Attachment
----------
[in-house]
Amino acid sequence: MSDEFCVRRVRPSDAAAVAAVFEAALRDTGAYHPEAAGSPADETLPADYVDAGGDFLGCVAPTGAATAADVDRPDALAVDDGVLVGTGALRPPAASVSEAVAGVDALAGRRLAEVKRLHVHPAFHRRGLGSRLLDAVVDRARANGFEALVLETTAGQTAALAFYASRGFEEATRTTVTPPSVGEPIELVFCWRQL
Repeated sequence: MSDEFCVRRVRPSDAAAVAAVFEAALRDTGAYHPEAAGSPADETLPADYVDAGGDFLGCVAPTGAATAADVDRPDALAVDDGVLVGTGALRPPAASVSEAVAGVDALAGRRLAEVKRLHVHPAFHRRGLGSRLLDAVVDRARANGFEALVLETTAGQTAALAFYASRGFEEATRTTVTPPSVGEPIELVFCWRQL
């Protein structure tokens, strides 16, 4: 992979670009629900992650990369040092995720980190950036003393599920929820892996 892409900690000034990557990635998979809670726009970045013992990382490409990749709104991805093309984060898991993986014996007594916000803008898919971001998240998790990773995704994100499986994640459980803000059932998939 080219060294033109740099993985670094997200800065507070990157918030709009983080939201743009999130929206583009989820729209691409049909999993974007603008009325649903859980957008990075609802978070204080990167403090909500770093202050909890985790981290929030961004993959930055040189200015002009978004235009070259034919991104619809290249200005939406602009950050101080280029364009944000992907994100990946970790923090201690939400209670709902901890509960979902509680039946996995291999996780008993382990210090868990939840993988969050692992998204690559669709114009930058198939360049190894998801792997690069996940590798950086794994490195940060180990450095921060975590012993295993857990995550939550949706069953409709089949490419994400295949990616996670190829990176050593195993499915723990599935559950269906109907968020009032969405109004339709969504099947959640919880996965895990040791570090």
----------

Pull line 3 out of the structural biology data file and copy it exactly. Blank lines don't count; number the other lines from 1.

Repeated sequence: MSDEFCVRRVRPSDAAAVAAVFEAALRDTGAYHPEAAGSPADETLPADYVDAGGDFLGCVAPTGAATAADVDRPDALAVDDGVLVGTGALRPPAASVSEAVAGVDALAGRRLAEVKRLHVHPAFHRRGLGSRLLDAVVDRARANGFEALVLETTAGQTAALAFYASRGFEEATRTTVTPPSVGEPIELVFCWRQL